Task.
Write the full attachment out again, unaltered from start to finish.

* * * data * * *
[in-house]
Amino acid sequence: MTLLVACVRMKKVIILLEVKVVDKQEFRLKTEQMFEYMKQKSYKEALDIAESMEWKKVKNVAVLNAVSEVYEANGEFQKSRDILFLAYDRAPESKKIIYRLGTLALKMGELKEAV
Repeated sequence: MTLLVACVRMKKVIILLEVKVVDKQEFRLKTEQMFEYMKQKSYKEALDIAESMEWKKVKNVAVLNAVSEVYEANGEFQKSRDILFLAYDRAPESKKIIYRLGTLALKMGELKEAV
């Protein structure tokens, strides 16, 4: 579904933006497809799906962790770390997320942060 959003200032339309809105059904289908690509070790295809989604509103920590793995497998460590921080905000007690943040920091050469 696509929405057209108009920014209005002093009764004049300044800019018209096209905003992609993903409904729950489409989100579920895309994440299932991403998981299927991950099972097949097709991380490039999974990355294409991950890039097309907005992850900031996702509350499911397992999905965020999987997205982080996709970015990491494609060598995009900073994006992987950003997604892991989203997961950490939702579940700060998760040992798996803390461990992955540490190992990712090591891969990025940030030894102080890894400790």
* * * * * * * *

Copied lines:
[in-house]
Amino acid sequence: MTLLVACVRMKKVIILLEVKVVDKQEFRLKTEQMFEYMKQKSYKEALDIAESMEWKKVKNVAVLNAVSEVYEANGEFQKSRDILFLAYDRAPESKKIIYRLGTLALKMGELKEAV
Repeated sequence: MTLLVACVRMKKVIILLEVKVVDKQEFRLKTEQMFEYMKQKSYKEALDIAESMEWKKVKNVAVLNAVSEVYEANGEFQKSRDILFLAYDRAPESKKIIYRLGTLALKMGELKEAV
């Protein structure tokens, strides 16, 4: 579904933006497809799906962790770390997320942060 959003200032339309809105059904289908690509070790295809989604509103920590793995497998460590921080905000007690943040920091050469 696509929405057209108009920014209005002093009764004049300044800019018209096209905003992609993903409904729950489409989100579920895309994440299932991403998981299927991950099972097949097709991380490039999974990355294409991950890039097309907005992850900031996702509350499911397992999905965020999987997205982080996709970015990491494609060598995009900073994006992987950003997604892991989203997961950490939702579940700060998760040992798996803390461990992955540490190992990712090591891969990025940030030894102080890894400790």